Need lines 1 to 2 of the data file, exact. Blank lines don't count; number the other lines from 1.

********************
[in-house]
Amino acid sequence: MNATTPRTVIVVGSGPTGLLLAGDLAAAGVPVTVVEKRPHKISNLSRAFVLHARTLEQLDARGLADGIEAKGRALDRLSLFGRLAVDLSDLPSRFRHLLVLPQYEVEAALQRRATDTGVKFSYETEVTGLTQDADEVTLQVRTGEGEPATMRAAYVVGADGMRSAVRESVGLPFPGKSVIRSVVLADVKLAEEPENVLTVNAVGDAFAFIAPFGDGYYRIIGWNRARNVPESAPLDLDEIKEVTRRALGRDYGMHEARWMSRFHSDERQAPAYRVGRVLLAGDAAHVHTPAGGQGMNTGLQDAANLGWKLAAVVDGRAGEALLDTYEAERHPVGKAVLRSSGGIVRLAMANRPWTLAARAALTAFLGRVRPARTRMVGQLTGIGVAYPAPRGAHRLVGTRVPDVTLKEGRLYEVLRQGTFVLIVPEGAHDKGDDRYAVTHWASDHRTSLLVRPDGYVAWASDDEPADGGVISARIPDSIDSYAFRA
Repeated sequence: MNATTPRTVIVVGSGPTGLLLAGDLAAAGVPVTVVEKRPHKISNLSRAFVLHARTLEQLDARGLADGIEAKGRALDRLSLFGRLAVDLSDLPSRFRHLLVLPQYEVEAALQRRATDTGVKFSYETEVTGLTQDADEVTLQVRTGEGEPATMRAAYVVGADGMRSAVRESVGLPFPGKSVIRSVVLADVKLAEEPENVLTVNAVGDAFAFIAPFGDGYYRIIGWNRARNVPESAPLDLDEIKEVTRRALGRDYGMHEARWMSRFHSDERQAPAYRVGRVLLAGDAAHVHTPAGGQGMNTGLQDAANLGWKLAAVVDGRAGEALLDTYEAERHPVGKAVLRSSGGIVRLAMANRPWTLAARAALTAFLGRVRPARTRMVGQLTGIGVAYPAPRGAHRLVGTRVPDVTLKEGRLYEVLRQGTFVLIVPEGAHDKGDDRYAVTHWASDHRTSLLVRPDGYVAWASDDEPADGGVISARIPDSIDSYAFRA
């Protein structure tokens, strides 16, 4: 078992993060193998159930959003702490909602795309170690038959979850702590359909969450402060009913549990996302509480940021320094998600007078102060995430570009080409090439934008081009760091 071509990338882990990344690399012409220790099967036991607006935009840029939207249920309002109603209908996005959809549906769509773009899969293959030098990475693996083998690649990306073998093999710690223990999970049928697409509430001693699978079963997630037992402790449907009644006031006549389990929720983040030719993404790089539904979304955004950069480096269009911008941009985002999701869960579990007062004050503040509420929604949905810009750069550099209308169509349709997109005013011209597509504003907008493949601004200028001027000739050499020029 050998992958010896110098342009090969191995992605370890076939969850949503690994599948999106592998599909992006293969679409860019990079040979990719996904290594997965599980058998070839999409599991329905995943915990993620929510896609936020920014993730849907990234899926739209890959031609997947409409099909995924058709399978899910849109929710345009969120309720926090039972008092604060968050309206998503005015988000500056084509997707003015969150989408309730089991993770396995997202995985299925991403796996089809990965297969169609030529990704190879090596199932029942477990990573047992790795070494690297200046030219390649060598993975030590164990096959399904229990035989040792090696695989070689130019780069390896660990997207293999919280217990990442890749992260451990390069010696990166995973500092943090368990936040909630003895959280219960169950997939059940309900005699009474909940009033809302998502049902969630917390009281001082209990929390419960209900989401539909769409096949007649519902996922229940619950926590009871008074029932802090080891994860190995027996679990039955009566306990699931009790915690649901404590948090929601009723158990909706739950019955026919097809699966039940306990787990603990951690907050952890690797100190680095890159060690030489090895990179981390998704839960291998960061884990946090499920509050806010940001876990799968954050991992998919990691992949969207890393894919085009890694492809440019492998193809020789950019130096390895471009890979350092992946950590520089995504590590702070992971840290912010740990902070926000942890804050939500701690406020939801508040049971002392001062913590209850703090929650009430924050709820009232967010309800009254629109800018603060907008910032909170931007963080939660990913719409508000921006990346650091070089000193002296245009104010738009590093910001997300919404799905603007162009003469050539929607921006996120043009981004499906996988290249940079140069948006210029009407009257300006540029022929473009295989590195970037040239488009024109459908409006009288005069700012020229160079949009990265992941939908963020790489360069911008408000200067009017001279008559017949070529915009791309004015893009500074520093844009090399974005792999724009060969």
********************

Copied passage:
[in-house]
Amino acid sequence: MNATTPRTVIVVGSGPTGLLLAGDLAAAGVPVTVVEKRPHKISNLSRAFVLHARTLEQLDARGLADGIEAKGRALDRLSLFGRLAVDLSDLPSRFRHLLVLPQYEVEAALQRRATDTGVKFSYETEVTGLTQDADEVTLQVRTGEGEPATMRAAYVVGADGMRSAVRESVGLPFPGKSVIRSVVLADVKLAEEPENVLTVNAVGDAFAFIAPFGDGYYRIIGWNRARNVPESAPLDLDEIKEVTRRALGRDYGMHEARWMSRFHSDERQAPAYRVGRVLLAGDAAHVHTPAGGQGMNTGLQDAANLGWKLAAVVDGRAGEALLDTYEAERHPVGKAVLRSSGGIVRLAMANRPWTLAARAALTAFLGRVRPARTRMVGQLTGIGVAYPAPRGAHRLVGTRVPDVTLKEGRLYEVLRQGTFVLIVPEGAHDKGDDRYAVTHWASDHRTSLLVRPDGYVAWASDDEPADGGVISARIPDSIDSYAFRA